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Scientists recently discovered that a nanoscale “ink” coating could improve stability enough to make next-generation perovskite solar cells suitable for mass production.

  • Perovskites are a class of materials that share a similar structure and display a myriad of exciting properties like superconductivity, magnetoresistance, etc.
  • It is a material that has the same crystal structure as the mineral calcium titanium oxide (CaTiO3), the first-discovered perovskite crystal.
  • It is characterised by a three-dimensional arrangement of atoms.
  • It has the general formula ABX3, where “A” and “B” represent cations (positively charged ions) and “X” represents anions (negatively charged ions).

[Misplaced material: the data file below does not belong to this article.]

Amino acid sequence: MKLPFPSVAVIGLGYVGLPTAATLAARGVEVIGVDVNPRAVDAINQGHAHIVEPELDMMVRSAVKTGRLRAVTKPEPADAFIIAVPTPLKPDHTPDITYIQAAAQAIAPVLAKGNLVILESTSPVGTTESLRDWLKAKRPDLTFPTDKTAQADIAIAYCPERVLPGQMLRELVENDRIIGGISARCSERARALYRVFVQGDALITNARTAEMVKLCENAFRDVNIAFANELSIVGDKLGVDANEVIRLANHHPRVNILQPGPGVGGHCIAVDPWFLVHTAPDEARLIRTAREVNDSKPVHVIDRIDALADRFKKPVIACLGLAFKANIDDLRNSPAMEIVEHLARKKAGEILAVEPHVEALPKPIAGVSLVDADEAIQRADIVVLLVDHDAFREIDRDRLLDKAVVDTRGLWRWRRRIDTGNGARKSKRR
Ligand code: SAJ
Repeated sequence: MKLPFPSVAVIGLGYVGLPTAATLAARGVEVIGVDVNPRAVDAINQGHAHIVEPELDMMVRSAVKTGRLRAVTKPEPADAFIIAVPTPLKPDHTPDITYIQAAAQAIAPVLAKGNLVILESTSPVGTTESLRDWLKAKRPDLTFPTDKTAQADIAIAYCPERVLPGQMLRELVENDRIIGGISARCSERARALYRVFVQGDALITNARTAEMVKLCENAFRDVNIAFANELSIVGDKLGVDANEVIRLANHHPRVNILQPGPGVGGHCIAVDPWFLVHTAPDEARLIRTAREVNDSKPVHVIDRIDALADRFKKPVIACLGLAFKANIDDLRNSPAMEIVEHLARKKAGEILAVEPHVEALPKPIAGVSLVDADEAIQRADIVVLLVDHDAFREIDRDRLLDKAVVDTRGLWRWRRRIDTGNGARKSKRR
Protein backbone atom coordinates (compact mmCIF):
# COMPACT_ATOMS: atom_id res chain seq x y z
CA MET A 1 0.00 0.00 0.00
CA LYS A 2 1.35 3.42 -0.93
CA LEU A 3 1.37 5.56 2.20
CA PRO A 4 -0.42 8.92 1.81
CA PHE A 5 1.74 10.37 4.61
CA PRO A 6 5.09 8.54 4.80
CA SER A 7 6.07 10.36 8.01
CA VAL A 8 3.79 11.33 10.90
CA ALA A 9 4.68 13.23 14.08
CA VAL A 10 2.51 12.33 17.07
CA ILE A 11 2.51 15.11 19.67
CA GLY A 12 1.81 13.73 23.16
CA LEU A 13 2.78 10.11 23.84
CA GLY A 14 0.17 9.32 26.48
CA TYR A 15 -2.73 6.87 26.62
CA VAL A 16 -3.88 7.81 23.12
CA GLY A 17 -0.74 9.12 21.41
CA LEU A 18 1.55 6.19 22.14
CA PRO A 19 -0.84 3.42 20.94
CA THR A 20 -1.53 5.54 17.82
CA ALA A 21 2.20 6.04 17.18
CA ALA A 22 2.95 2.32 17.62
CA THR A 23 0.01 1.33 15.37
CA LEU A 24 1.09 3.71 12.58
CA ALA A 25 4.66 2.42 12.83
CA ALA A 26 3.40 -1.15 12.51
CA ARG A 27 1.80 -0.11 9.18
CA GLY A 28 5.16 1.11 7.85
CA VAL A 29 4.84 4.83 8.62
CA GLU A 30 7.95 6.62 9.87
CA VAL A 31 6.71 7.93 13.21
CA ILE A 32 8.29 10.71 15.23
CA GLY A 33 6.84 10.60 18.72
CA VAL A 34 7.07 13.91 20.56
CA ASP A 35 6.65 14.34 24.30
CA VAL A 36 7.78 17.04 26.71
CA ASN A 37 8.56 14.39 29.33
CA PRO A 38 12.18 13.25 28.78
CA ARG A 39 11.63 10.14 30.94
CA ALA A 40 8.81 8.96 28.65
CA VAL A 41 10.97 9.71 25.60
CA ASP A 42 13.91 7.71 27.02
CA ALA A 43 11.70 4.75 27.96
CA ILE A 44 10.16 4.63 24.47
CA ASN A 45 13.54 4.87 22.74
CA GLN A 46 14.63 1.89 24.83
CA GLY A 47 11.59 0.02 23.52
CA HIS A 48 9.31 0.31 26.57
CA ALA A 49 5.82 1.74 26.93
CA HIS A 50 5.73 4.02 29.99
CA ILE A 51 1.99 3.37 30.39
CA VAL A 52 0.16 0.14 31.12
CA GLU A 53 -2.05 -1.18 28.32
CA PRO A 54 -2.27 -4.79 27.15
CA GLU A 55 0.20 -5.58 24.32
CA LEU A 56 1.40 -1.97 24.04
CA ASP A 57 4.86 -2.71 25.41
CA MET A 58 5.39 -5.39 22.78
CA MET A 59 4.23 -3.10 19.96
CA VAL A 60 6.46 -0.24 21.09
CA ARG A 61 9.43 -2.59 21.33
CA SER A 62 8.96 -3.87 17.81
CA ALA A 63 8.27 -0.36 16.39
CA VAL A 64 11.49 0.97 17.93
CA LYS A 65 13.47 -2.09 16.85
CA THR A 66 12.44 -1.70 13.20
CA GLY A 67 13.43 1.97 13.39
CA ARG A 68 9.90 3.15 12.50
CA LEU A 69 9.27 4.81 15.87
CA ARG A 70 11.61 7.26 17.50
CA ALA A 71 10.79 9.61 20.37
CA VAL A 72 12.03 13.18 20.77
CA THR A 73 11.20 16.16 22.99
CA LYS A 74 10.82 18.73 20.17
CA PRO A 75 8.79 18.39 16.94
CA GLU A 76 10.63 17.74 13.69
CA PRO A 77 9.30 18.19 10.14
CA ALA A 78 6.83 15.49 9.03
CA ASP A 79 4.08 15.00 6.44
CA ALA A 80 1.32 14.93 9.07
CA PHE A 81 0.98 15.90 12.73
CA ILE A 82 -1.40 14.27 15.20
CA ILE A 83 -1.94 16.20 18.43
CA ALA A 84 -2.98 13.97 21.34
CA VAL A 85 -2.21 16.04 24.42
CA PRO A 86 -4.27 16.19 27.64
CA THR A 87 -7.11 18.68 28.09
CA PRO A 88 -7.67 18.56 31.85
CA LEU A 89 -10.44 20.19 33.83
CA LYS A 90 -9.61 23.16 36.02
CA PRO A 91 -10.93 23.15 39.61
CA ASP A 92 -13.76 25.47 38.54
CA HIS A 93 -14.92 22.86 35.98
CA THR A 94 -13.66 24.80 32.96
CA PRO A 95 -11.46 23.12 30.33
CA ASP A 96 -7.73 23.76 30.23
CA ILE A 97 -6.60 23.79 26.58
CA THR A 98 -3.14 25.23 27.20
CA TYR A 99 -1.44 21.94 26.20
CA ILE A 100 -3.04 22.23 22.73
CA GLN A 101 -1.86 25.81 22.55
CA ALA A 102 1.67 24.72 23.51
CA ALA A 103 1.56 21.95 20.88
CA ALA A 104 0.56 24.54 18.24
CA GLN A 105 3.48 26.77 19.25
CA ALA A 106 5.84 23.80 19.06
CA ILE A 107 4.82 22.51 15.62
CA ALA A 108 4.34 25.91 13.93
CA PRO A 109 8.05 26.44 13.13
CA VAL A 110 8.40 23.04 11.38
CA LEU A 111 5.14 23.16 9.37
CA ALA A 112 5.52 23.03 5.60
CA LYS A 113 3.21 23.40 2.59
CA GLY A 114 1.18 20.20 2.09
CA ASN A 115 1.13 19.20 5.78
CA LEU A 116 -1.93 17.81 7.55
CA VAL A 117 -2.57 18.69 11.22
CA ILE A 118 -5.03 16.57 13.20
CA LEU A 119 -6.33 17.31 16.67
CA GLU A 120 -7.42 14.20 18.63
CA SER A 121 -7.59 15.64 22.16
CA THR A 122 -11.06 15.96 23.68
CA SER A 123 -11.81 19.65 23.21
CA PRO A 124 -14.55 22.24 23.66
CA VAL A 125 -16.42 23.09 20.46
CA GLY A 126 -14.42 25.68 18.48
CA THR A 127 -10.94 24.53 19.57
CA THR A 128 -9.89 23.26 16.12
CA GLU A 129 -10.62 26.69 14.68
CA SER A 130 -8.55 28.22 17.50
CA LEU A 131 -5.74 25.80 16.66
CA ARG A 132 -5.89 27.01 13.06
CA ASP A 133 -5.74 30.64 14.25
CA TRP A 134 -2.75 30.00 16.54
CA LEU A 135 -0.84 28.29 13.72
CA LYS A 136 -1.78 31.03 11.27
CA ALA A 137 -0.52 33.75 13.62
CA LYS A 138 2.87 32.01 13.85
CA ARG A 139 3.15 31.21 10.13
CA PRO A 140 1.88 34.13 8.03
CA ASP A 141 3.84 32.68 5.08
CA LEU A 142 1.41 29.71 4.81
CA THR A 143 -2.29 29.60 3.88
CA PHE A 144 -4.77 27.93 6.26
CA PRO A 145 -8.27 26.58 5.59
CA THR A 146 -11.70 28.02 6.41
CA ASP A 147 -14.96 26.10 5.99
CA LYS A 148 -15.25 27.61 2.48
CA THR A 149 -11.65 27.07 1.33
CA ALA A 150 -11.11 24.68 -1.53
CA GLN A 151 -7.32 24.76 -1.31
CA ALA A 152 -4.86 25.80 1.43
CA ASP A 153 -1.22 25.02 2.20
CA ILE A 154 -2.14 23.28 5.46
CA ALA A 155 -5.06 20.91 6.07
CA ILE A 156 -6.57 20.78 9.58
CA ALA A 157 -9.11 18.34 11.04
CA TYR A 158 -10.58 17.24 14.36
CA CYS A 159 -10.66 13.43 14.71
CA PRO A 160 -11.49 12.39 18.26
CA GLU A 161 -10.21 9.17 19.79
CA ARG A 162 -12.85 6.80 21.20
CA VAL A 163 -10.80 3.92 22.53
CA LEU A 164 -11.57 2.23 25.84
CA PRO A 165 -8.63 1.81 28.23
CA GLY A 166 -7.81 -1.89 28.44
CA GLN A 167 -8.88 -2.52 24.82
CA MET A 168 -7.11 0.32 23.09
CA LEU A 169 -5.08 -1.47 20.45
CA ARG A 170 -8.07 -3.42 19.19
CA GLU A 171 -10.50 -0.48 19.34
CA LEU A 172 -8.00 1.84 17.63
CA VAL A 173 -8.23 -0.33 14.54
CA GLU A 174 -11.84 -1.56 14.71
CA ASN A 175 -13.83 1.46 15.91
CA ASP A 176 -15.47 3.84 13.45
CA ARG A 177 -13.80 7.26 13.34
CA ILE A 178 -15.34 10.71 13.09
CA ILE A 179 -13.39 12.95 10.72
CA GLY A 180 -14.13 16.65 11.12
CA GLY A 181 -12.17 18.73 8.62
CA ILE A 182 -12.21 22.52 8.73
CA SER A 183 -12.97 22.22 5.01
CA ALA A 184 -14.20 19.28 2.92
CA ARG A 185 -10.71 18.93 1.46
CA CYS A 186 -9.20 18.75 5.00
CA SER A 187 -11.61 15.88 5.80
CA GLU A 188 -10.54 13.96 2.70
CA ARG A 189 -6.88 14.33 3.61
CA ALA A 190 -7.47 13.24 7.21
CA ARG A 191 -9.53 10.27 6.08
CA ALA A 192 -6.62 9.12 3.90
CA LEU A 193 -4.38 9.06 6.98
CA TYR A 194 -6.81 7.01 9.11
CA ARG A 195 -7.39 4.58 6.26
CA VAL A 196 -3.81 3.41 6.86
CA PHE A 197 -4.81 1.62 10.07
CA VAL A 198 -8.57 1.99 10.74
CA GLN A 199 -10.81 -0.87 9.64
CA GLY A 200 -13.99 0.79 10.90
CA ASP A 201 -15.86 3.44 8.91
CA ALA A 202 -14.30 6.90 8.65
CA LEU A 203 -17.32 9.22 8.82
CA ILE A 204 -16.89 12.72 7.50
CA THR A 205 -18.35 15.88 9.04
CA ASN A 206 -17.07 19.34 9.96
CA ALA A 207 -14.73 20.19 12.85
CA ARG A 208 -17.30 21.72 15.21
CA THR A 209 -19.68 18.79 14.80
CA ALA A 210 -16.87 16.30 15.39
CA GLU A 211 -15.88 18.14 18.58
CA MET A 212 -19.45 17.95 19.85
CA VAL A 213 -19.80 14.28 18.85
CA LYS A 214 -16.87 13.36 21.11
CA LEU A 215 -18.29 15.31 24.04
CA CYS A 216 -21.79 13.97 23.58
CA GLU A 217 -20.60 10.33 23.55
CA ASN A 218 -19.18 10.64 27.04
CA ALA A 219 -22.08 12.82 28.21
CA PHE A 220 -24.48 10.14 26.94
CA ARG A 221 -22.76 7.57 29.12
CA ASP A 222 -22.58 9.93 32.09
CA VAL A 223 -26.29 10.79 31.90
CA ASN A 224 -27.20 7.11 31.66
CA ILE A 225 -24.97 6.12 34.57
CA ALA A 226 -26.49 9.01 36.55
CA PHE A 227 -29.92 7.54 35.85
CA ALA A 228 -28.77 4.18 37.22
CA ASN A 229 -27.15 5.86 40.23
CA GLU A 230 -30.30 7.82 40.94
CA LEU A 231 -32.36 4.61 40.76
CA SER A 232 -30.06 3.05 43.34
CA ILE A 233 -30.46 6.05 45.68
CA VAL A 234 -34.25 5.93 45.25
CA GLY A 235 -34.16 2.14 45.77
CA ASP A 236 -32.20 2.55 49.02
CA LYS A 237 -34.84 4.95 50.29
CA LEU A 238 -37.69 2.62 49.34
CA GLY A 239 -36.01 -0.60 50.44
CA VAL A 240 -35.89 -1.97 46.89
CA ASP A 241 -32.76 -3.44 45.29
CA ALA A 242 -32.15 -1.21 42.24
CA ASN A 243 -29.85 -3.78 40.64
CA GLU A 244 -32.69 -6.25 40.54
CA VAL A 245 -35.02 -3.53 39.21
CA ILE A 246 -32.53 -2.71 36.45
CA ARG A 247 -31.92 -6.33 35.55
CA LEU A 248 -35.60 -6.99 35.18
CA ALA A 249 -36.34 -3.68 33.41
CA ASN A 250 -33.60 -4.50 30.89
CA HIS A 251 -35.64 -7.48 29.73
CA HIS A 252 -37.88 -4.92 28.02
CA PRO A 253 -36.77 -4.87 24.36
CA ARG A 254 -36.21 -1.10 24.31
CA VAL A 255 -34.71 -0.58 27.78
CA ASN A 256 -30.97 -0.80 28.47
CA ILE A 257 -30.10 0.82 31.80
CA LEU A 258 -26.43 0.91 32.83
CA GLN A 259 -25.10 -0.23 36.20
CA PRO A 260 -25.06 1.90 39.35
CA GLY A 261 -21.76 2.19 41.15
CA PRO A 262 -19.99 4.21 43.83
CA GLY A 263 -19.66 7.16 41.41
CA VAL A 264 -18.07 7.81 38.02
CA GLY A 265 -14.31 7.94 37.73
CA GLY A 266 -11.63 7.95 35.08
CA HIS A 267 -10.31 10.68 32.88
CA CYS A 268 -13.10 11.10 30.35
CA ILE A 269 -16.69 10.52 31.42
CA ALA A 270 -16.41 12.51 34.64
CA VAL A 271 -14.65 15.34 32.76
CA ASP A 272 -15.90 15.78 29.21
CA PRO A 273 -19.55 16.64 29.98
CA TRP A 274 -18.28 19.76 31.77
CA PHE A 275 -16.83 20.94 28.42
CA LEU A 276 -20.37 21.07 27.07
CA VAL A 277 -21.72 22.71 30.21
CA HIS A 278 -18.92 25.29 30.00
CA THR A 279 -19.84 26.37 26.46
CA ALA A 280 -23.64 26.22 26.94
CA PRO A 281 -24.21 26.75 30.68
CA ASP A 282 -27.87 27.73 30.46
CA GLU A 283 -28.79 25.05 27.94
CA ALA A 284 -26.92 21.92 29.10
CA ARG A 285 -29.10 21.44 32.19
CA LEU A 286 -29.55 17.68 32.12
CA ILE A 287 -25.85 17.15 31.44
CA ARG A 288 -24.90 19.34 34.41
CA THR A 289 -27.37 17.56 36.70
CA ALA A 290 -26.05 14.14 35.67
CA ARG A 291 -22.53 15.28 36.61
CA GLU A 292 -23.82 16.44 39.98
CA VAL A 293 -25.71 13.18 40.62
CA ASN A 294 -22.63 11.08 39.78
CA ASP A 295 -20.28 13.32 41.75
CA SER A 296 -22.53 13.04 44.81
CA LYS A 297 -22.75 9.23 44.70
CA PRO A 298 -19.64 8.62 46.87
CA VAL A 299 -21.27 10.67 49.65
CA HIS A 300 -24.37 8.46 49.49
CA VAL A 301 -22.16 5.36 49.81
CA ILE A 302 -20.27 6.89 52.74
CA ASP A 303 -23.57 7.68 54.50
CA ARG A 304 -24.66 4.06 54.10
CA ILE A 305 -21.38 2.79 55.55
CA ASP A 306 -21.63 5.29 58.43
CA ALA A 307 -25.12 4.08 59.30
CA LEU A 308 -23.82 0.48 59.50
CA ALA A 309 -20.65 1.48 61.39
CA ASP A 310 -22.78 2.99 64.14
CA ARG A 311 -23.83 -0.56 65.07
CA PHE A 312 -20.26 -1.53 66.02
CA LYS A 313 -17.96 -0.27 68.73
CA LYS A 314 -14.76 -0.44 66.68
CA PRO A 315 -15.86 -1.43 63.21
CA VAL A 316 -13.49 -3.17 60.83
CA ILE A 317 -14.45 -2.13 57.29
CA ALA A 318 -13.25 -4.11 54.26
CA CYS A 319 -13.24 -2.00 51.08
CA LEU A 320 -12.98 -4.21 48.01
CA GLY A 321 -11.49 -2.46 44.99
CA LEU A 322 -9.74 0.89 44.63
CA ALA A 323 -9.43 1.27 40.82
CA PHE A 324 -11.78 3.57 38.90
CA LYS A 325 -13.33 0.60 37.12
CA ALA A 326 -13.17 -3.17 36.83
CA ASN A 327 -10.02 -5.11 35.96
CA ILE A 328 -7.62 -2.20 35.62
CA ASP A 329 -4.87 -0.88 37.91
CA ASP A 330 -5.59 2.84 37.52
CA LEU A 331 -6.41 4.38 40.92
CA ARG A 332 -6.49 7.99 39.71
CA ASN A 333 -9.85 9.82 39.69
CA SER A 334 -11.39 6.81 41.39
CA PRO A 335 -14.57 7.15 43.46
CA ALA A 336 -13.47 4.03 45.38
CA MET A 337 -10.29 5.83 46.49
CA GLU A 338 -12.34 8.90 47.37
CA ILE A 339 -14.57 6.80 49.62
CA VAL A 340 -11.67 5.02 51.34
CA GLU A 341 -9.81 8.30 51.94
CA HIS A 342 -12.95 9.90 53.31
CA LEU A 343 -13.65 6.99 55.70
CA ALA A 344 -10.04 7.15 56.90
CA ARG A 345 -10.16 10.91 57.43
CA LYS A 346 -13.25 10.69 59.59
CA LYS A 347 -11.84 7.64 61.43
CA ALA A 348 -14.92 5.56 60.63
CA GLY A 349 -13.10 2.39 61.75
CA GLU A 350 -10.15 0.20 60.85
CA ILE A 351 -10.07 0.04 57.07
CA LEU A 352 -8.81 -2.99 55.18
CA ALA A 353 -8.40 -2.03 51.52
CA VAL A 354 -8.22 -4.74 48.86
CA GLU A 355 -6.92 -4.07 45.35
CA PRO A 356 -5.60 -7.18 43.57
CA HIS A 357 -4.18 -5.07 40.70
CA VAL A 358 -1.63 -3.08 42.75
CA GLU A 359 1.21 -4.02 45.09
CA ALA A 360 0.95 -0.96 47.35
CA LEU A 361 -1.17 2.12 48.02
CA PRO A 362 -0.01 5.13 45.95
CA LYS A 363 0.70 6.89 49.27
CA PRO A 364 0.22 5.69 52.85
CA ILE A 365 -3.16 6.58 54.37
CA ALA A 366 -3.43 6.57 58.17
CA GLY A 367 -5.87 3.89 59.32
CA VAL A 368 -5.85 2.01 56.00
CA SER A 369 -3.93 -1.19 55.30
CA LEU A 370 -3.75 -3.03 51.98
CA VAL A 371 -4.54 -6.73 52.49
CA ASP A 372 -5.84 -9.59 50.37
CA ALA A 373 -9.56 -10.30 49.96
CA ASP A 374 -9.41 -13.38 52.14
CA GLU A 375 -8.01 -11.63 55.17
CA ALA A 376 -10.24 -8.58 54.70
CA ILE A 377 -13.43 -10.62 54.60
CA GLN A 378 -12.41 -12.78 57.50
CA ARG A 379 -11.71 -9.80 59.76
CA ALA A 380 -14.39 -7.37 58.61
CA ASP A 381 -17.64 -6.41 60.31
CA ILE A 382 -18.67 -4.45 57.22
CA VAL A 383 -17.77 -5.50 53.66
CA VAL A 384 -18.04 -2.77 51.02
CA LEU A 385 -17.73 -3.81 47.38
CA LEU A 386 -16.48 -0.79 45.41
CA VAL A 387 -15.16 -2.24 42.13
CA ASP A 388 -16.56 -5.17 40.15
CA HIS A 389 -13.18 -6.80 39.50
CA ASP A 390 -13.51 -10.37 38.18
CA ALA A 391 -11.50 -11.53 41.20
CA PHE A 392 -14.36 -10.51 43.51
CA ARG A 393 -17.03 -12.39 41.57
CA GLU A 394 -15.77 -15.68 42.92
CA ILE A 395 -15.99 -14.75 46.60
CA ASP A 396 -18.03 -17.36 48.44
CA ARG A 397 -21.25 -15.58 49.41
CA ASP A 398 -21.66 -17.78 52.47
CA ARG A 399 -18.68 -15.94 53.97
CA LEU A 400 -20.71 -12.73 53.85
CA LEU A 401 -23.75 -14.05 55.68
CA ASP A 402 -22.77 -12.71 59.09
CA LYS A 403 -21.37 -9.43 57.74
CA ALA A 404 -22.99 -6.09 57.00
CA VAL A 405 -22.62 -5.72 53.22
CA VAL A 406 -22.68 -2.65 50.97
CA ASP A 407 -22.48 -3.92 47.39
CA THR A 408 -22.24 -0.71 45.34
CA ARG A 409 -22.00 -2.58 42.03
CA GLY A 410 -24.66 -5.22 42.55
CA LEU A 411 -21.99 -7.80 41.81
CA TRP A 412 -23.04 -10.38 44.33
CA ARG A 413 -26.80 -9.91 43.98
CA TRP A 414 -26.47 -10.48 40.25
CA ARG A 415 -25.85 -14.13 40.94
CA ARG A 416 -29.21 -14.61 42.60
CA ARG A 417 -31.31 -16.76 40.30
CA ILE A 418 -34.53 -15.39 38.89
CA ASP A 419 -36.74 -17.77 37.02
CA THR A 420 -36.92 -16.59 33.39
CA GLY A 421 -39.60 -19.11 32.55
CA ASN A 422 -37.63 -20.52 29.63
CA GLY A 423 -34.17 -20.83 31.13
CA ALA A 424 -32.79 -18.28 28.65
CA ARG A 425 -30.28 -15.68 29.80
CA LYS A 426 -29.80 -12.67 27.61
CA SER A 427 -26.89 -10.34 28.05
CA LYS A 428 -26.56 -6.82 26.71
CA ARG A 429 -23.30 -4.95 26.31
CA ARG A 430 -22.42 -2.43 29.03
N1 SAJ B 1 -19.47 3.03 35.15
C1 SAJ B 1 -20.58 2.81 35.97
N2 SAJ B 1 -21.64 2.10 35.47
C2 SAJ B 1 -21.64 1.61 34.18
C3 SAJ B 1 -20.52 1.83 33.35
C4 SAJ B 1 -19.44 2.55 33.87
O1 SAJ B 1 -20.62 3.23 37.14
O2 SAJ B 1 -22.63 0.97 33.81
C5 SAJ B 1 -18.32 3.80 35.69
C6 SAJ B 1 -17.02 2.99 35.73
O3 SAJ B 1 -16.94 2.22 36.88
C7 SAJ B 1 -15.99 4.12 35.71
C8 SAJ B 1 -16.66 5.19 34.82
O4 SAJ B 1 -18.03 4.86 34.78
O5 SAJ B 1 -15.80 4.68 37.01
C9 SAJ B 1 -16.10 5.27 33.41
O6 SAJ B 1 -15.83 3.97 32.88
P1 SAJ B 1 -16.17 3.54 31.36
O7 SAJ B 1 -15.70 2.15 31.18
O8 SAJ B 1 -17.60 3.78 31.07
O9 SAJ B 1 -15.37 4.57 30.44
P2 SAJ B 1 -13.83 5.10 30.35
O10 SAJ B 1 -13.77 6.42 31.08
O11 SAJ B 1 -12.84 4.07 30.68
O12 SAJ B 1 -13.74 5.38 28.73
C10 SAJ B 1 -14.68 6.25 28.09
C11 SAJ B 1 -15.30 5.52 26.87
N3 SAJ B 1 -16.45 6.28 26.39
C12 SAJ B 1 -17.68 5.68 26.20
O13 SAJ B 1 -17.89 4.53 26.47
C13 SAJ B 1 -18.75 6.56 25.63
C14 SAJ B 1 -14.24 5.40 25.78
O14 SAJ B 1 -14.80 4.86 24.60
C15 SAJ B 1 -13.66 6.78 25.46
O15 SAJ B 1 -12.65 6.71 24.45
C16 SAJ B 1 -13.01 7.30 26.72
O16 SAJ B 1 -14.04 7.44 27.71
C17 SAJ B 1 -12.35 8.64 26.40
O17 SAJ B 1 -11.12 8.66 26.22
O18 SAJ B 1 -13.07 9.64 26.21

• The mineral was discovered in the Ural Mountains of Russia by Gustav Rose in 1839 and is named after Russian mineralogist Lev Perovski.
  • Due to its compositional flexibility, scientists can design perovskite crystals to have a wide variety of physical, optical, and electrical characteristics from insulating, semiconducting, metallic, and superconducting characteristics.
  • They are known for their exceptional optical properties.
  • They can efficiently absorb and emit light across a wide range of wavelengths, from visible to near-infrared.
  • This property has made them a promising candidate for solar cells and light-emitting devices.